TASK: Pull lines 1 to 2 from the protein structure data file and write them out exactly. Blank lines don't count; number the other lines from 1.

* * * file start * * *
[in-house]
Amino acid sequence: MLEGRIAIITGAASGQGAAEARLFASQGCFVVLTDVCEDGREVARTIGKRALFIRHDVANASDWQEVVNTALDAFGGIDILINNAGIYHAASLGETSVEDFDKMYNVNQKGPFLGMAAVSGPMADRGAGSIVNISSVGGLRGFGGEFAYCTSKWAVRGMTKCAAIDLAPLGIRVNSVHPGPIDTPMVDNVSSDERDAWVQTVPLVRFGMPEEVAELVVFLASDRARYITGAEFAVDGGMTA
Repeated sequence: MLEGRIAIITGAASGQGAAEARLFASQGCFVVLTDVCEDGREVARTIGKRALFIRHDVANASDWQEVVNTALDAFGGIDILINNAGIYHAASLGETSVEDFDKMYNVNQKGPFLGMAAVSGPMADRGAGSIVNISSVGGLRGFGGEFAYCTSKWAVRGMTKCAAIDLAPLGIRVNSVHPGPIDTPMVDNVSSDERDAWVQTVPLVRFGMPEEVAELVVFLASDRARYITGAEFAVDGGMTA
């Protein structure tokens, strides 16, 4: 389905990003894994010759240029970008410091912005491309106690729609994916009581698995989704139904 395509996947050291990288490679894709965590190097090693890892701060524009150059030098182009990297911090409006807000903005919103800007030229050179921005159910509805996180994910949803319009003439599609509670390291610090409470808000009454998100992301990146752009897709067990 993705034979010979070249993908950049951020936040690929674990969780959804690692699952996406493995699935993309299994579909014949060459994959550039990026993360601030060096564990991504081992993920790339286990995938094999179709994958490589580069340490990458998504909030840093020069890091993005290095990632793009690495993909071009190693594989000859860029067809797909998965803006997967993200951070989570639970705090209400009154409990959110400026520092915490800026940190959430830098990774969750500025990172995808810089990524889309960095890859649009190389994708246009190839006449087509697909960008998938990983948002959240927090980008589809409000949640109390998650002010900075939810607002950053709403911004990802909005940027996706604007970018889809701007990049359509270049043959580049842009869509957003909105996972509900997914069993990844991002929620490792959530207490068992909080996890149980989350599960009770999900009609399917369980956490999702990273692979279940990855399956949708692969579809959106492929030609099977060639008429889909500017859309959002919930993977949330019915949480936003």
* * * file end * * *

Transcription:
[in-house]
Amino acid sequence: MLEGRIAIITGAASGQGAAEARLFASQGCFVVLTDVCEDGREVARTIGKRALFIRHDVANASDWQEVVNTALDAFGGIDILINNAGIYHAASLGETSVEDFDKMYNVNQKGPFLGMAAVSGPMADRGAGSIVNISSVGGLRGFGGEFAYCTSKWAVRGMTKCAAIDLAPLGIRVNSVHPGPIDTPMVDNVSSDERDAWVQTVPLVRFGMPEEVAELVVFLASDRARYITGAEFAVDGGMTA